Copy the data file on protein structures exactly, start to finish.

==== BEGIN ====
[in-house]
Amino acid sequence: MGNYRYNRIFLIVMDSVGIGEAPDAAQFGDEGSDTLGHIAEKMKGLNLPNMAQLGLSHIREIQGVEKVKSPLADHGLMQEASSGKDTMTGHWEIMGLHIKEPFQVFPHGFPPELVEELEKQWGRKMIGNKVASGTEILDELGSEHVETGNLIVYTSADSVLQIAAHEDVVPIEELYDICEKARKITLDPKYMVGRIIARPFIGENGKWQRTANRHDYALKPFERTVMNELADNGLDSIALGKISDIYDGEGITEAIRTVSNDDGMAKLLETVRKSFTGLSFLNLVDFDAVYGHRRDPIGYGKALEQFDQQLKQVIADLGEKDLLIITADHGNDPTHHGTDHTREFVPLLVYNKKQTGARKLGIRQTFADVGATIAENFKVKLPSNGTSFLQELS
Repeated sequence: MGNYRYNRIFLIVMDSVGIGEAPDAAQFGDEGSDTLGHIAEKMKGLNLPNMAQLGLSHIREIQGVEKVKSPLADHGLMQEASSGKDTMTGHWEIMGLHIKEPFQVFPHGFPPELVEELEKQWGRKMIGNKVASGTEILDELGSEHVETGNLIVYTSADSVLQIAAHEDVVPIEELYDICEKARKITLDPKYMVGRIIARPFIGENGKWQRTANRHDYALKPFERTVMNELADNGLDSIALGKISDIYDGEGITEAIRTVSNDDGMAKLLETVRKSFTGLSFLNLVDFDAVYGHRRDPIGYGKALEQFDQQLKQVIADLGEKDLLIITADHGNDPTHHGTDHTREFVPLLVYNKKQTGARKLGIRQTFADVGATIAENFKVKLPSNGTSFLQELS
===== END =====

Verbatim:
[in-house]
Amino acid sequence: MGNYRYNRIFLIVMDSVGIGEAPDAAQFGDEGSDTLGHIAEKMKGLNLPNMAQLGLSHIREIQGVEKVKSPLADHGLMQEASSGKDTMTGHWEIMGLHIKEPFQVFPHGFPPELVEELEKQWGRKMIGNKVASGTEILDELGSEHVETGNLIVYTSADSVLQIAAHEDVVPIEELYDICEKARKITLDPKYMVGRIIARPFIGENGKWQRTANRHDYALKPFERTVMNELADNGLDSIALGKISDIYDGEGITEAIRTVSNDDGMAKLLETVRKSFTGLSFLNLVDFDAVYGHRRDPIGYGKALEQFDQQLKQVIADLGEKDLLIITADHGNDPTHHGTDHTREFVPLLVYNKKQTGARKLGIRQTFADVGATIAENFKVKLPSNGTSFLQELS
Repeated sequence: MGNYRYNRIFLIVMDSVGIGEAPDAAQFGDEGSDTLGHIAEKMKGLNLPNMAQLGLSHIREIQGVEKVKSPLADHGLMQEASSGKDTMTGHWEIMGLHIKEPFQVFPHGFPPELVEELEKQWGRKMIGNKVASGTEILDELGSEHVETGNLIVYTSADSVLQIAAHEDVVPIEELYDICEKARKITLDPKYMVGRIIARPFIGENGKWQRTANRHDYALKPFERTVMNELADNGLDSIALGKISDIYDGEGITEAIRTVSNDDGMAKLLETVRKSFTGLSFLNLVDFDAVYGHRRDPIGYGKALEQFDQQLKQVIADLGEKDLLIITADHGNDPTHHGTDHTREFVPLLVYNKKQTGARKLGIRQTFADVGATIAENFKVKLPSNGTSFLQELS